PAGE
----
Student Spotlight: Meet your Center Research Assistants!

During the Fall 2020 semester, the Center’s three second-year Research Assistants, Laura Villarreal, Emily Reimer and Alyse Haven sat down to reflect on their time as Center RAs and how they have adapted to working during the COVID-19 pandemic.

What is your role with the Center?

Laura Villarreal

Laura: I am the Research Assistant for the Minnesota Women’s Health Report Card (MNWHRC) and the LET-MCH Qualitative Methods Mini-Lab (Mini-Lab). I am updating the MNWHRC for this next year and planning on events for the Mini-Lab alongside Dr. Zobeida Bonilla. 

Emily: I am the Communications RA, so I manage the social media accounts and produce the Healthy Generations monthly newsletter. I also help with website updates and anything else my fellow RAs need assistance with!

Alyse: I am the Center Liaison RA, and I work to connect students with the resources, events, deployments and professional development opportunities that exist through the Center. I have spent a good amount of my time co-founding the Maternal and Child Interest Group and leading the MCH Peers program to increase a sense of community and partnership among our students, and my monthly deliverables are the MCH eNewsletter and Student Spotlights.

What professional and volunteer roles do you hold outside of the Center?

Laura: I also work as a Research Assistant for the Family Matters Study in the Department of Family Medicine and Community Health. I am a Student Consultant for the Family Matters Study through the Community Health Initiative (CHI) program. Additionally, I volunteer as an SPH Student Ambassador and as the Intake Advisor for the Sigma Alpha Chapter of Sigma Lambda Gamma National Sorority Inc. here at the University of Minnesota-Twin Cities. 

Emily Reimer

Emily: Professionally, I am the TA for Issues in Environmental and Occupational Health and a Communication Consultant for the MN Poison Control System. I recently became a Robert L. Kane Endowed Chair in Long Term Care & Aging and United Way scholar and will be working with Family Means on their communication content. I also act as the Minneapolis Representative on the Parks Advisory Committee for the Ford Site in Saint Paul. 

Alyse: Within the SPH, I manage the Ambassador Program, which is a group of SPH students who represent our school and programs to create connections with prospective, applicant and admitted students. I also held research assistant and staff roles through the Division of Pediatric Epidemiology and Clinical Trials and the 10K Families Study before COVID-19. Outside of SPH, I currently serve as the Governing Council Student Representative for the Minnesota Public Health Association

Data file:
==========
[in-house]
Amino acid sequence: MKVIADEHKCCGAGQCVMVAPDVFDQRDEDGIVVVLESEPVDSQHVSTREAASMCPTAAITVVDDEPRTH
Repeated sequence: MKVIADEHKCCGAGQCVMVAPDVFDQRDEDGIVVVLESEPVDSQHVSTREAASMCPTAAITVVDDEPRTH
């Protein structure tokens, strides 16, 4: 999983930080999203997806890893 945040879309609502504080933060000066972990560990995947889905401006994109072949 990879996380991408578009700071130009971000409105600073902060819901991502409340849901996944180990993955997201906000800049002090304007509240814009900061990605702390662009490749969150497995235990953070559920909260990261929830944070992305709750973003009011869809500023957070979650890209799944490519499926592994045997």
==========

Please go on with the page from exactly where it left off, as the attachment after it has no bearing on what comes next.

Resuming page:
How has Year 2 with the Center been different than Year 1? Has COVID-19 changed your experience?

Laura: My first year was dedicated to introductory courses and becoming familiar with my positions as an RA. Later on in the year, I focused the majority of my work around qualitative research interviewing, translating, and transcriptions. This year since I am working and going to school from home, I am focusing my work around updating the MNWHRC and creating Mini-lab educational opportunities via Zoom. In regards to school, I took most of my introductory courses online and was looking towards in-person courses this semester as I am focusing on completing my minors. COVID-19 has changed the balance I established between my work, school, and personal life; I am experiencing a mixing between all of them at this moment. I am working to adapt, re-establish my boundaries, and create balance again between school, work, and life. One thing I truly miss is studying with friends, but we have found other ways to stay connected. 

Emily: For me, Year 1 was academically focused on introductory courses. As I move into Year 2, I’m taking more courses I am interested in, including my minor courses. In general, I was pretty reluctant to take on too many things during my 1st year and felt I needed to find my groove before adding more activities to my plate. So in my 2nd year I’m really allowing myself to pursue anything I have interest in. The main thing COVID has changed is where I spend the majority of my time and how I divide my time. In Fall 2019, I spent almost all of Monday-Friday on campus and confined my school time from 7:30am to 6:00pm. This made it possible for me to keep my school life and home life separate. Now with COVID, I spend almost all of my time at home and I’ve found my schoolwork more sneakingly creeping into my weekends and evenings. 

Alyse: I took the opposite approach as my co-RA, Emily, and prioritized taking on many opportunities during my first year. I took a pretty heavy course-load consisting of general introductory courses, MCH required courses, and courses for my Epidemiology minor. I took on numerous volunteer roles, and was about to take a staff position with the Division of Pediatric Epidemiology and Clinical Trials right as COVID-19 hit. I realized this was a sign I needed to slow down, as my schedule was becoming a bit too overwhelming. COVID-19 helped me to re-prioritize. I still value staying busy, so I took a summer class and a Cancer seminar through the U of MN Medical School. This fall semester, I am continuing my leadership roles with the Center and Ambassadors, am pursuing a possible research opportunity, and taking a relatively heavy course-load. I look forward to having a much lighter course-load in the spring, so I can focus on my ILE and job searching!